By Rod Moser, PA, PhD
Ever since Alexander Fleming discovered penicillin in 1928 the world has been fascinated by this miracle drug that had the potential to save countless lives. When Dr. Fleming was awarded the Nobel Prize in 1945, about the time penicillin was being introduced into modern medicine, he warned of its potential dangers as well, but the enamored medical community was not listening. By the time that I was born in 1951, penicillin was being used for just about everything. It did not take long for antimicrobial resistance to occur. This miracle drug started to become less of a miracle.
Microorganisms naturally survive by complex adaptations. If just a few bugs survive an attack by antibiotics, those resistant organisms will multiply…and multiply…and multiply. Soon, the original antibiotic will become less effective and, eventually, worthless. Pharmaceutical researchers, in an on-going battle to combat emerging antibiotic resistance, scrambled and searched for new antibiotics. The battle continues to this day.
Who is to blame? The simple answer is: everyone. In the past two decades, antimicrobial resistant organisms have risen to alarming levels due to a number of factors, but the primary reason has been the inappropriate use of antibiotics for acute viral infections (colds, influenza, viral sore throats, etc.). We have improved on this “treat ‘em all with antibiotics and let the body sort out the need” attitude over the last decade but we still have a long way to go.
Children under the age of 14 or so are usually the ones who get inappropriately treated with antibiotics. Adults will wing it for a week or so with a nasty respiratory infection, but they rush the kids right to the doctor at the first sign of an illness, like a fever, sore throat, or a cough. Since most of these respiratory illnesses are due to self-limiting viruses, antibiotics would be futile. Medical providers often find it easier, less-confrontational, and faster just to prescribe an antibiotic that is probably worthless than to take the time and effort to educate the patient.
Strep throat – a bacterial infection – can present with some characteristic signs after you have had it a few days. The throat becomes bright red, covered in tiny hemorrhages called petechiae, and the breath smells awful. The person may have a fever, and children tend to have upset stomachs and malaise. (Incidentally, the “white stuff” that people see on the tonsils is NOT a characteristic sign of Strep.) Earlier in the course (the first few days), the throat may look normal, so the only way that you can be sure is to run a diagnostic test. A rapid Strep test, even taken carefully, is not a 100% accurate, but it is pretty darn good. A throat culture for Strep takes 2-3 days and is 100% accurate, but few people want to wait anymore. Some medical providers do both; some don’t use tests at all. They feel they can diagnose Strep just by looking at it, but studies have shown that even the best clinicians are wrong 50% of the time. They might as well flip a coin in front of the patient. They just shell out the antibiotics, just in case, and just because a patient demands or expects them. This is a dangerous, on-going practice.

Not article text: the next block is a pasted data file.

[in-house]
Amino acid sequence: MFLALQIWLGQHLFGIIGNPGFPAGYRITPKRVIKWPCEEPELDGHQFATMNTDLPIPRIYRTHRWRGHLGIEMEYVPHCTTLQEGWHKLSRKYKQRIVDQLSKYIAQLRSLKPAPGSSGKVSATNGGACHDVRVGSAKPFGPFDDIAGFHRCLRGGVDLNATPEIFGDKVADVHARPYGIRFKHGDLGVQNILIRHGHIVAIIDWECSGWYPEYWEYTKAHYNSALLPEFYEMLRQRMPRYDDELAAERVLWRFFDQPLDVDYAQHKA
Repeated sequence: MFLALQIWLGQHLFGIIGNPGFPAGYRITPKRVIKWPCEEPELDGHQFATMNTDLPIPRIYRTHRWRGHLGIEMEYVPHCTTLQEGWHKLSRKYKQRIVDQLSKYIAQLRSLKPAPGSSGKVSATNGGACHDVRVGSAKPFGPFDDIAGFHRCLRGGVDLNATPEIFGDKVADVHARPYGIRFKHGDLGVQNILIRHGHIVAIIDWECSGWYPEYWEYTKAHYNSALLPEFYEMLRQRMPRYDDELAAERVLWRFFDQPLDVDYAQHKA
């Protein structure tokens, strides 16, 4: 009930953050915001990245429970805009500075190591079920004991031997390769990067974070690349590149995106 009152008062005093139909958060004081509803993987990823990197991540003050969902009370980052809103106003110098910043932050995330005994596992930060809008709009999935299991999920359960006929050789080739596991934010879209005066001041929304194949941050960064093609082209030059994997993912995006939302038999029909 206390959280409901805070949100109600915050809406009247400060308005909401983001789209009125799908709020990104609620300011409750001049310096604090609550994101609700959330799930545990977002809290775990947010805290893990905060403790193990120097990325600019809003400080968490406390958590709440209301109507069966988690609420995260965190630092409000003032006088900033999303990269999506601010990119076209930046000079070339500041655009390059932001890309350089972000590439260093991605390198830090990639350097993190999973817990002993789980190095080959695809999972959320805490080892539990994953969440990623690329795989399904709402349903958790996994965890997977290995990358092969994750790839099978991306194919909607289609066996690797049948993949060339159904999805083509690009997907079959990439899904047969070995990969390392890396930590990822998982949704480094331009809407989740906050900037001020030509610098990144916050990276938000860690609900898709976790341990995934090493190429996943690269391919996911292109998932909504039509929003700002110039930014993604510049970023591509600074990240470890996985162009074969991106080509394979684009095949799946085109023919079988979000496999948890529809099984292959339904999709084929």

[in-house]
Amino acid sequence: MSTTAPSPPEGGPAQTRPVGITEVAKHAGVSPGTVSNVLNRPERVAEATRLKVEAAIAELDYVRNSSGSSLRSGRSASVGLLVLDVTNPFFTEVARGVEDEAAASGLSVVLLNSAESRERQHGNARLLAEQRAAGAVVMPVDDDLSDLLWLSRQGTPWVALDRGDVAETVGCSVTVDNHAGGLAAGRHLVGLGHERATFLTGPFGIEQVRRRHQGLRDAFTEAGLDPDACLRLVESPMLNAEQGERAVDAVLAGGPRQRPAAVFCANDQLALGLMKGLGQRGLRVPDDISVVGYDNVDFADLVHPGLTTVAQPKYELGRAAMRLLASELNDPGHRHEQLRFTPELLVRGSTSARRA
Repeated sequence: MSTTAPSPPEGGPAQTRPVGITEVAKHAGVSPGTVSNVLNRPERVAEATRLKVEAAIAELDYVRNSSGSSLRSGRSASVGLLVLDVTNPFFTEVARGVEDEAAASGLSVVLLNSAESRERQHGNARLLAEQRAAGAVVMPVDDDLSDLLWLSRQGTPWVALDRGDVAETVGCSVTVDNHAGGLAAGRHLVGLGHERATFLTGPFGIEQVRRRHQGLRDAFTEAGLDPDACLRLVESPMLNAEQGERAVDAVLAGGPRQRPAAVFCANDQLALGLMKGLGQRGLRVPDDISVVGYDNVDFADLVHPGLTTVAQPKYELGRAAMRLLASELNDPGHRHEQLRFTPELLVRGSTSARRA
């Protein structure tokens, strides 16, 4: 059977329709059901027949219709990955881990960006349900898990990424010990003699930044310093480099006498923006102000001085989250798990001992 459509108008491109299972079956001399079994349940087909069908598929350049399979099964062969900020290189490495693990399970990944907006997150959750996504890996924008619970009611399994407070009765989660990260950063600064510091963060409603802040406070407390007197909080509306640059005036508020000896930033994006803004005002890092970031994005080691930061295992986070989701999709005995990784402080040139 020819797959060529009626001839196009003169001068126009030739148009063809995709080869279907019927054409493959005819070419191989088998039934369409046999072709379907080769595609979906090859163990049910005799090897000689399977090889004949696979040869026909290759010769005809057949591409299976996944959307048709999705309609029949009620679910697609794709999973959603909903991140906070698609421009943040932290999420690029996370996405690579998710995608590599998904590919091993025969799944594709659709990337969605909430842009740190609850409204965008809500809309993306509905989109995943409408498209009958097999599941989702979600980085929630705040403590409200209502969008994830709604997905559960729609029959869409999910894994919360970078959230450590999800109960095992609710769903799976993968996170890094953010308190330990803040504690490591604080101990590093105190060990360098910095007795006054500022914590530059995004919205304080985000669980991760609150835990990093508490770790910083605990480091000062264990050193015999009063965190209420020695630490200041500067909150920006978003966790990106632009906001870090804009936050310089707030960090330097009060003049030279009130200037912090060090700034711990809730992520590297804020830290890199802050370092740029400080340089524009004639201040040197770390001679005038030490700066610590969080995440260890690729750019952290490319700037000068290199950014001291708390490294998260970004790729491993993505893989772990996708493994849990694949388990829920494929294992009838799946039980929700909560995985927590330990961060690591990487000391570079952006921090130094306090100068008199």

Not to over-simplify the issue at hand, but it can be narrowed down to two causes: Inappropriate prescribing by medical providers who should know better, and patients who demand or expect antibiotics. There are three simple, logical steps that can make things better for all of us:
1. An accurate diagnosis is essential. ER doctors cannot diagnose a middle ear infection in a child whose ears are full of wax, so why give antibiotics based on ear pain alone? Since most middle ear infections resolve on their own without antibiotics, parents should not demand, expect, or accept them. Insist on a Strep test to confirm a diagnosis rather than just randomly using an antibiotic.
2. Clinicians should follow evidence-based practices. No longer can medical providers afford to shoot from the hip when it comes to treating infectious diseases. Patients deserve to be treated on sound, scientific principles not clinical suspicions.
3. Education may be preferable to Medication. Medical providers need to learn to say NO. If an illness is clearly viral, then forego antibiotics. Stop routinely treating middle ear infections with powerful antibiotics. The evidence is there. Read it. For patients, take time to educate yourselves about standard medical practices. Work with your medical provider as a partner, not an adversary. Stop demanding, begging, or soliciting treatment that is not needed.
Over time, this more judicious use of antibiotics will result in a turn-around. Not only will many of the super-bugs lose their acquired resistances, our improved immune systems will become stronger. If we do need to use antibiotics, we may be able to return to less-potent antimicrobial agents again. Antibiotics have been precious gift to mankind, but we cannot take them for granted anymore.